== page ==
Afghan government backtracks over ban on schoolgirls singing in public

Critics campaigned forAfghan government to reverse decision

epa09061888 Afghan women read a book at a library, during International Women's Day in Kandahar, Afghanistan, 08 March 2021. International Women's Day is globally observed on 08 March to highlight the struggles of women around the globe. It was proclaimed by the United Nations General Assembly as the day for women's rights and world peace in 1977.  EPA/M SADIQ
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Afghanistan's government backtracked on an attempt to ban schoolgirls over the age of 12 from reciting poems or singing at public events after a public outcry and criticism from cultural figures and human rights campaigners.

Days after critics said a directive sent to schools in Kabul, the capital, marked a backwards step on girls' rights, the Ministry of Education said it was committed to allowing all pupils – boys and girls - to take part in cultural and sporting activities.

It said the memo had been issued by the head of Kabul's education directorate and "does not reflect the policy of the Ministry of Education".

"The Ministry of Education is addressing the issue and afterwards the evaluation of the findings will be shared with citizens," the ministry said in a statement on March 13.

Last week's memo came as the government negotiates a power-sharing deal with the Taliban and critics said it recalled rules imposed by the extremist group that banned girls from school.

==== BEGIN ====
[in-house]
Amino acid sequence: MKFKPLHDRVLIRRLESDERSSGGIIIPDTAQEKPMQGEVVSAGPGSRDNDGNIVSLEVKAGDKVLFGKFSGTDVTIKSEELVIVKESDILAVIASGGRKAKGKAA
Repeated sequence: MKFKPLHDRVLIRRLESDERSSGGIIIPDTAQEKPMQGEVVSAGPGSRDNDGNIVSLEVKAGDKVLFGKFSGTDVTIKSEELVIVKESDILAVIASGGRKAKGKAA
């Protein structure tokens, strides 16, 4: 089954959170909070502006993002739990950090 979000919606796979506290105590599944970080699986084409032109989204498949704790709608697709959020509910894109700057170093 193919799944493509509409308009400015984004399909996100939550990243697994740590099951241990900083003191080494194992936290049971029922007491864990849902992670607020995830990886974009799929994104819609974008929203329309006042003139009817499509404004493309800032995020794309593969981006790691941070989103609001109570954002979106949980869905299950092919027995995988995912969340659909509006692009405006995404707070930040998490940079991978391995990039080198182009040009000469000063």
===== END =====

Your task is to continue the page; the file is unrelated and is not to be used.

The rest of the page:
The ministry originally defended the measure on the grounds that parents had asked for their daughters to be excluded from public performances and said some pupils had complained that such commitments hindered their studies.

The memo said girl pupils aged 12 and over would be permitted to read poetry or sing only at all-female gatherings.

Under the Taliban, singing was banned in public, but since the end of the group's rule in 2001, groups of girls and boys revived the tradition of reciting well-known poems and singing anthems at school events or on national days.

The country's independent human rights commission, which was among the organisations that spoke out against the ministry's directive, said public pressure had prompted the about-face.

"The protests from various quarters forced the Ministry of Education to reconsider its decision, but questions and concerns remain in regard to human rights, particularly women and children's rights," said spokesman Zabihullah Farhang.

"We are especially concerned about human rights in regard to the ongoing peace process [with the Taliban]," he told the Thomson Reuters Foundation.

Among the well-known cultural figures who criticised the ban was Ahmad Sarmast, founding director of the country's national music institute, who launched the #IAmMySong social media protest campaign.

He urged the campaign's supporters to stay alert until the ministry issued a new decree officially reversing the ban.

"We should not rest until [the] needed decree is issued. Back to action in full force," Mr Sarmast, who also established a national women's orchestra, tweeted on Monday.

The effort to restrict schoolgirls' cultural activities comes amid increasing violence in Afghanistan, mainly assassinations of rights defenders, journalists and civilian government employees – many of them women.

Foreign donors poured billions of dollars into Afghanistan in the past two decades to help create a more open and equal society, and the ministry's move sparked international concern.

A spokesman for Britain's Foreign Commonwealth and Development Office said last week it was "seeking clarification from the Afghan Ministry of Education on these reports and any potential implications for UK-funded education work".